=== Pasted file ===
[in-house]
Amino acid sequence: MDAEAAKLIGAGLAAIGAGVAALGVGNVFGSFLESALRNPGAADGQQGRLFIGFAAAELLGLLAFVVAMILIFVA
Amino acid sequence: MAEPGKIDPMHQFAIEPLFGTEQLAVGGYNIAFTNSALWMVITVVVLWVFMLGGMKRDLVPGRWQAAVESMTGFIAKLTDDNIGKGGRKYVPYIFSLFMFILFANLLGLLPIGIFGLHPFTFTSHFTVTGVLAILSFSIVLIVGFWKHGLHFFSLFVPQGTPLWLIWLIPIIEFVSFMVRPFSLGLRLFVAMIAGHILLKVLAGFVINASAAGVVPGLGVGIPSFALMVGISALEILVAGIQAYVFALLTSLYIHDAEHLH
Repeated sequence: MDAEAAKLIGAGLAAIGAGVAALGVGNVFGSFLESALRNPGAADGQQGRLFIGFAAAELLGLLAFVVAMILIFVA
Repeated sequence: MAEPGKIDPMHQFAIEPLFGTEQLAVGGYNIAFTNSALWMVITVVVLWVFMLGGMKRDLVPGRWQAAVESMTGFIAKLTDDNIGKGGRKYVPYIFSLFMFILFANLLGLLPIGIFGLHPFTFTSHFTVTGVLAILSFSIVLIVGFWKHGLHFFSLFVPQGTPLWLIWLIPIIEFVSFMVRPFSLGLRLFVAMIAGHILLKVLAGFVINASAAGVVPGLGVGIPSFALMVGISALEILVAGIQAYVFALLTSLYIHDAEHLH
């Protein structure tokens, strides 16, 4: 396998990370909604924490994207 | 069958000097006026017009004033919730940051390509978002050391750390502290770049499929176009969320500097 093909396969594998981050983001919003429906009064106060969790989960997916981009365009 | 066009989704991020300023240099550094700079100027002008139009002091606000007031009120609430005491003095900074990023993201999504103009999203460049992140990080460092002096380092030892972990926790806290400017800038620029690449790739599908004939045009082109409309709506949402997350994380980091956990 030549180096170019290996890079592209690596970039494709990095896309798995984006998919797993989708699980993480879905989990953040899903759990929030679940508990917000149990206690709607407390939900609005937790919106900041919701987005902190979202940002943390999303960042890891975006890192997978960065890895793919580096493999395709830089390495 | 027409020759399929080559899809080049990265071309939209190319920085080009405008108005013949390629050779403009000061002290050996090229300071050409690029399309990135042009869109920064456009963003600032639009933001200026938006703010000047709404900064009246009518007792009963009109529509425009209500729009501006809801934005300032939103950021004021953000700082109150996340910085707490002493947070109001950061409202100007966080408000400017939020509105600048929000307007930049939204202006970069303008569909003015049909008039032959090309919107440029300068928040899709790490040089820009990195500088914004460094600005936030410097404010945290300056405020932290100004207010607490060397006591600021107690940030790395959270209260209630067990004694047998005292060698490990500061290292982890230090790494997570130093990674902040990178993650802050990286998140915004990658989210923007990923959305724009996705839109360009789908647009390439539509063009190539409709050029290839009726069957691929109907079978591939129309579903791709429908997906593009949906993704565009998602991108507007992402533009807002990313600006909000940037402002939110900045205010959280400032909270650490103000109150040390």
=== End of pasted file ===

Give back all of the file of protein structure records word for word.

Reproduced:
[in-house]
Amino acid sequence: MDAEAAKLIGAGLAAIGAGVAALGVGNVFGSFLESALRNPGAADGQQGRLFIGFAAAELLGLLAFVVAMILIFVA
Amino acid sequence: MAEPGKIDPMHQFAIEPLFGTEQLAVGGYNIAFTNSALWMVITVVVLWVFMLGGMKRDLVPGRWQAAVESMTGFIAKLTDDNIGKGGRKYVPYIFSLFMFILFANLLGLLPIGIFGLHPFTFTSHFTVTGVLAILSFSIVLIVGFWKHGLHFFSLFVPQGTPLWLIWLIPIIEFVSFMVRPFSLGLRLFVAMIAGHILLKVLAGFVINASAAGVVPGLGVGIPSFALMVGISALEILVAGIQAYVFALLTSLYIHDAEHLH
Repeated sequence: MDAEAAKLIGAGLAAIGAGVAALGVGNVFGSFLESALRNPGAADGQQGRLFIGFAAAELLGLLAFVVAMILIFVA
Repeated sequence: MAEPGKIDPMHQFAIEPLFGTEQLAVGGYNIAFTNSALWMVITVVVLWVFMLGGMKRDLVPGRWQAAVESMTGFIAKLTDDNIGKGGRKYVPYIFSLFMFILFANLLGLLPIGIFGLHPFTFTSHFTVTGVLAILSFSIVLIVGFWKHGLHFFSLFVPQGTPLWLIWLIPIIEFVSFMVRPFSLGLRLFVAMIAGHILLKVLAGFVINASAAGVVPGLGVGIPSFALMVGISALEILVAGIQAYVFALLTSLYIHDAEHLH
């Protein structure tokens, strides 16, 4: 396998990370909604924490994207 | 069958000097006026017009004033919730940051390509978002050391750390502290770049499929176009969320500097 093909396969594998981050983001919003429906009064106060969790989960997916981009365009 | 066009989704991020300023240099550094700079100027002008139009002091606000007031009120609430005491003095900074990023993201999504103009999203460049992140990080460092002096380092030892972990926790806290400017800038620029690449790739599908004939045009082109409309709506949402997350994380980091956990 030549180096170019290996890079592209690596970039494709990095896309798995984006998919797993989708699980993480879905989990953040899903759990929030679940508990917000149990206690709607407390939900609005937790919106900041919701987005902190979202940002943390999303960042890891975006890192997978960065890895793919580096493999395709830089390495 | 027409020759399929080559899809080049990265071309939209190319920085080009405008108005013949390629050779403009000061002290050996090229300071050409690029399309990135042009869109920064456009963003600032639009933001200026938006703010000047709404900064009246009518007792009963009109529509425009209500729009501006809801934005300032939103950021004021953000700082109150996340910085707490002493947070109001950061409202100007966080408000400017939020509105600048929000307007930049939204202006970069303008569909003015049909008039032959090309919107440029300068928040899709790490040089820009990195500088914004460094600005936030410097404010945290300056405020932290100004207010607490060397006591600021107690940030790395959270209260209630067990004694047998005292060698490990500061290292982890230090790494997570130093990674902040990178993650802050990286998140915004990658989210923007990923959305724009996705839109360009789908647009390439539509063009190539409709050029290839009726069957691929109907079978591939129309579903791709429908997906593009949906993704565009998602991108507007992402533009807002990313600006909000940037402002939110900045205010959280400032909270650490103000109150040390």